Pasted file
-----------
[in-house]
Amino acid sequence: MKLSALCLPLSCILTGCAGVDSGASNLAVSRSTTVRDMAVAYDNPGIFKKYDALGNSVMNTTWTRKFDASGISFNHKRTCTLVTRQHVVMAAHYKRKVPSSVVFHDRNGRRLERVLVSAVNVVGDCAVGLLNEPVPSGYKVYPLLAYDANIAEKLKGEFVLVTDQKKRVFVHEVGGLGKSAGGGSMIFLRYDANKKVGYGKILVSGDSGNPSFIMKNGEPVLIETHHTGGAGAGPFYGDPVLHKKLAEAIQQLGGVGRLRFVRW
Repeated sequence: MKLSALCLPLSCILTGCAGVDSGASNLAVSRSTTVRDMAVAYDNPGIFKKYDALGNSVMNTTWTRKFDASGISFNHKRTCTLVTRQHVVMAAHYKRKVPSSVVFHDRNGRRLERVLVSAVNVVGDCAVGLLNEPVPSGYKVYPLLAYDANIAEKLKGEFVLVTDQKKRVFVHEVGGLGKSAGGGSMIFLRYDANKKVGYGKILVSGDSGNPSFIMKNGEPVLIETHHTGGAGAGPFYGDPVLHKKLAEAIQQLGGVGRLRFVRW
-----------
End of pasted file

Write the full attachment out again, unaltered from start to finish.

[in-house]
Amino acid sequence: MKLSALCLPLSCILTGCAGVDSGASNLAVSRSTTVRDMAVAYDNPGIFKKYDALGNSVMNTTWTRKFDASGISFNHKRTCTLVTRQHVVMAAHYKRKVPSSVVFHDRNGRRLERVLVSAVNVVGDCAVGLLNEPVPSGYKVYPLLAYDANIAEKLKGEFVLVTDQKKRVFVHEVGGLGKSAGGGSMIFLRYDANKKVGYGKILVSGDSGNPSFIMKNGEPVLIETHHTGGAGAGPFYGDPVLHKKLAEAIQQLGGVGRLRFVRW
Repeated sequence: MKLSALCLPLSCILTGCAGVDSGASNLAVSRSTTVRDMAVAYDNPGIFKKYDALGNSVMNTTWTRKFDASGISFNHKRTCTLVTRQHVVMAAHYKRKVPSSVVFHDRNGRRLERVLVSAVNVVGDCAVGLLNEPVPSGYKVYPLLAYDANIAEKLKGEFVLVTDQKKRVFVHEVGGLGKSAGGGSMIFLRYDANKKVGYGKILVSGDSGNPSFIMKNGEPVLIETHHTGGAGAGPFYGDPVLHKKLAEAIQQLGGVGRLRFVRW